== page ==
School CEO race narrows to two

Sanders withdraws as candidate for city's educational post

June 09, 2000|By JoAnna Daemmrich | JoAnna Daemmrich,SUN STAFF

Baltimore's search for a new schools chief abruptly shrank to a two-woman contest yesterday when the third finalist withdrew from consideration even as the school board was weighing its choices.

A. Skipp Sanders, second-in-command of the state Department of Education, had impressed several school board members and Mayor Martin O'Malley with his determination to prove that underachieving city schools could perform as well as other Maryland schools.

Sanders surprised everyone early yesterday afternoon by announcing that he was bowing out for personal reasons. He declined to elaborate, saying only that it was "the hardest decision I had to make since changing my whole career course" when he decided not to become a priest in 1968.

His decision narrows the choice of the city's third schools chief in as many years to Bonnie S. Copeland, the Baltimore director of a nonprofit educational group, and Carmen Varela-Russo, an associate superintendent of a large Florida school system.

Both are well-regarded and each has strong support on the school board. Some city school observers say Copeland has an advantage because she was a board member in 1997-1998.

The eight-person board met privately last night and had been expected to discuss a successor to Robert Booker. The city schools' low-profile chief executive officer will leave when his contract expires at the end of the month. Board members said they had just heard of Sanders' withdrawal and doubted whether they would quickly reach a consensus. Besides Sanders, a New Jersey superintendent withdrew last month and took another job.

In choosing between Copeland and Varela-Russo, the board has to determine who is better suited to lead a multimillion-dollar reform effort that has produced remarkable gains in the elementary schools but has yet to translate into corresponding results in the higher grades.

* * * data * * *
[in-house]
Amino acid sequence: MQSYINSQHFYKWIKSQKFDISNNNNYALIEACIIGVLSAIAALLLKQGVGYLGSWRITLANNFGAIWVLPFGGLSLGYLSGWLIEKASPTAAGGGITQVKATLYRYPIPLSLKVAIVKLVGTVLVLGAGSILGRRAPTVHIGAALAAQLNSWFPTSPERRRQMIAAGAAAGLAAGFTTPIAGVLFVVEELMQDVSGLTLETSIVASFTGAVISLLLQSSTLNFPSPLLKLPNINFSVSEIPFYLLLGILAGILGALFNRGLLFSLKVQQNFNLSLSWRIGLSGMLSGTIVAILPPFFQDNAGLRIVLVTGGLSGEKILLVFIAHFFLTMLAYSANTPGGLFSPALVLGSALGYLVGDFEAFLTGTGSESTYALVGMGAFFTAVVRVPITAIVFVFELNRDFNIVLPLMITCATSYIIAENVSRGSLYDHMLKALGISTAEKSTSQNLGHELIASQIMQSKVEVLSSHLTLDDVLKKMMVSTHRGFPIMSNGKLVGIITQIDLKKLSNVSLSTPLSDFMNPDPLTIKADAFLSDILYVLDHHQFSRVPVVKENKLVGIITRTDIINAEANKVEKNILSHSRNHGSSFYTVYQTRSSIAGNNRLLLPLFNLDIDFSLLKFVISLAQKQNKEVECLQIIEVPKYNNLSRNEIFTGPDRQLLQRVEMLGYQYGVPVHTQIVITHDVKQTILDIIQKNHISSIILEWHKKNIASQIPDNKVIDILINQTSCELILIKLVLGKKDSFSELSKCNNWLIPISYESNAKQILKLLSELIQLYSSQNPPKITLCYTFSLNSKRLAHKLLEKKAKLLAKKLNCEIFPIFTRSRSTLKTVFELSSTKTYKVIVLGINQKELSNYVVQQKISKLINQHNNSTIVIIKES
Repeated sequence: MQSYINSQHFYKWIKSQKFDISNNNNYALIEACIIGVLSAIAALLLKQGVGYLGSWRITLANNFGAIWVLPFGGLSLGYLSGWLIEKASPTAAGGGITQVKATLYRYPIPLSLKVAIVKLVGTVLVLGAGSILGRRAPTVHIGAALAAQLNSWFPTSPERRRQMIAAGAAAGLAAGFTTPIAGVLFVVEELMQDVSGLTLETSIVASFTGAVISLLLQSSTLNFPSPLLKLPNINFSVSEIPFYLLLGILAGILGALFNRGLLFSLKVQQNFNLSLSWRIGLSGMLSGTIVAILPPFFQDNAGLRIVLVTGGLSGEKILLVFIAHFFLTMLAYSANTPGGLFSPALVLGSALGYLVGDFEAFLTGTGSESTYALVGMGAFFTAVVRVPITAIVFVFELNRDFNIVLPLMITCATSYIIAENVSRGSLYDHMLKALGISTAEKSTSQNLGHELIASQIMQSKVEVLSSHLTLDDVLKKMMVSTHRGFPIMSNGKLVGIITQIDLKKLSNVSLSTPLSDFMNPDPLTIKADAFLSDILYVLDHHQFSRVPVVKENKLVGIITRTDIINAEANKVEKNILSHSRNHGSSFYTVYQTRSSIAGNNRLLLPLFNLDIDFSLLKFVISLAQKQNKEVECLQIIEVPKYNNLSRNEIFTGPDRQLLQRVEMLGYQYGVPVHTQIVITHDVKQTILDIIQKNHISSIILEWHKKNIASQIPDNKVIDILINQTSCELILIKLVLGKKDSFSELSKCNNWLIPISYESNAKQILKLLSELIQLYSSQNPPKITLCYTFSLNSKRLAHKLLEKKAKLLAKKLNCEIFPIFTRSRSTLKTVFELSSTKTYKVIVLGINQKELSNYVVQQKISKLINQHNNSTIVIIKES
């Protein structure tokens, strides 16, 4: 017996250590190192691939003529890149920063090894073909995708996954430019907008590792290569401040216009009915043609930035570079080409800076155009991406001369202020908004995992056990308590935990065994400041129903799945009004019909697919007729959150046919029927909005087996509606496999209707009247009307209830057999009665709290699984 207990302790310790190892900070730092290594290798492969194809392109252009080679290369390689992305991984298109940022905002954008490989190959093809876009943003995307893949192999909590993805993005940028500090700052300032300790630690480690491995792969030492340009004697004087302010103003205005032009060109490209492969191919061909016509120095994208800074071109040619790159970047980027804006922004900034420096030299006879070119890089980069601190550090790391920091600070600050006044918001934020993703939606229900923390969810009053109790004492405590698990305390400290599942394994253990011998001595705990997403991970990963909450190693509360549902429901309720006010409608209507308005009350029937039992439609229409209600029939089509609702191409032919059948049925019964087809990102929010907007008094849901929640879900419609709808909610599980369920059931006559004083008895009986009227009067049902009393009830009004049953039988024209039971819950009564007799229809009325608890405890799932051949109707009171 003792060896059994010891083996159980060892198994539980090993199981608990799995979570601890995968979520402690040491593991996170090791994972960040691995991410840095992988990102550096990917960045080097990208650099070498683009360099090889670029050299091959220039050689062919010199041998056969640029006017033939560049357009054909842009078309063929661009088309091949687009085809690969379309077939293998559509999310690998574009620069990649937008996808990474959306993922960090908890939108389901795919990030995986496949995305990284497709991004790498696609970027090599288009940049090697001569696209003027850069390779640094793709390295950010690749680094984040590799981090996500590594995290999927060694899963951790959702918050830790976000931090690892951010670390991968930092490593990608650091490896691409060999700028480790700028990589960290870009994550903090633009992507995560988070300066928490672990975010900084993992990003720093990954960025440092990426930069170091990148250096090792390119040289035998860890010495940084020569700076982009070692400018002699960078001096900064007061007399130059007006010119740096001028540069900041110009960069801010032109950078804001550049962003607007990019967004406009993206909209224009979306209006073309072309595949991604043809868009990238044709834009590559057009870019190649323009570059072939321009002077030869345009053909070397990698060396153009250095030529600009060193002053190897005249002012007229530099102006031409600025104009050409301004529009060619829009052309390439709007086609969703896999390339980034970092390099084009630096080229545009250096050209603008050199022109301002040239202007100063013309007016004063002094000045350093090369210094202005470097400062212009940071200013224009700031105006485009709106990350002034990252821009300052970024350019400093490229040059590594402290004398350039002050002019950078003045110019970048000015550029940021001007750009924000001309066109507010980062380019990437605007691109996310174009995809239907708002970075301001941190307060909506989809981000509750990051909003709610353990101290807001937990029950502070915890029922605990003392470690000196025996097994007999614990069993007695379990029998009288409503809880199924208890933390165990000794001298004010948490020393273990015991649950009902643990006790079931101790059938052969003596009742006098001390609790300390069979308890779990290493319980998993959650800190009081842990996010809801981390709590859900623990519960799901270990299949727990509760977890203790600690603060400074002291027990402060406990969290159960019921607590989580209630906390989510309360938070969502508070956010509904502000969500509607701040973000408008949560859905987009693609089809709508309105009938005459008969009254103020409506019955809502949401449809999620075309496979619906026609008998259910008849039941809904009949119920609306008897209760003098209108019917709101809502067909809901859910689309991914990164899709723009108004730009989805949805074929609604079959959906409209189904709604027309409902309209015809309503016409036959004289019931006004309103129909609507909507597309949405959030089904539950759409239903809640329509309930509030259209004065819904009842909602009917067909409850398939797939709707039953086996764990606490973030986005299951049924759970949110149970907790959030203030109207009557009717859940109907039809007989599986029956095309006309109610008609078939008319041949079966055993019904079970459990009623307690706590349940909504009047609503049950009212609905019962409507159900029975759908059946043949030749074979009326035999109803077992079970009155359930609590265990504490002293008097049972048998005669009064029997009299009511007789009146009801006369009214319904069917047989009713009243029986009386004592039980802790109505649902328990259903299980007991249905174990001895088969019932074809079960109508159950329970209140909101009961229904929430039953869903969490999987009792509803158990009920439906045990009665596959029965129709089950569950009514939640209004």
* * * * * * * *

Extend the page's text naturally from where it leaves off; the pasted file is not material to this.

Baltimore's next education chief will have to build on the progress made by elementary school children, who showed significant improvement on standardized tests this spring, while devoting more attention and resources to high schools with high dropout rates.

Equally important will be establishing better internal controls to prevent the no-bid contracting that was revealed last week and led to the resignation of the school system's chief financial officer and a one-month suspension of its business officer. The superintendent's job in the 103,000-student system, which pays $185,000 annually, was restructured under the city-state reform initiative begun three years ago. Even the job title was changed - to chief executive officer - to emphasize the need to run the schools more like a business.

Booker, a career financial officer from Los Angeles, has been credited with bringing a steadying hand to a school system that had endured much turmoil. But some school officials and civic leaders grew impatient with the pace of classroom reforms, and his two-year tenure is ending with questions about financial oversight. The school board decided to look for a successor who knows the inside of a both a classroom and a boardroom.

Copeland, Varela-Russo and Sanders met with parents, community leaders and school officials at forums held in city schools during the past few weeks. They also were interviewed twice by the school board and a search committee that included local business officials, a minister, and a union representative.

Sun staff writer Rafael Alvarez contributed to this article.

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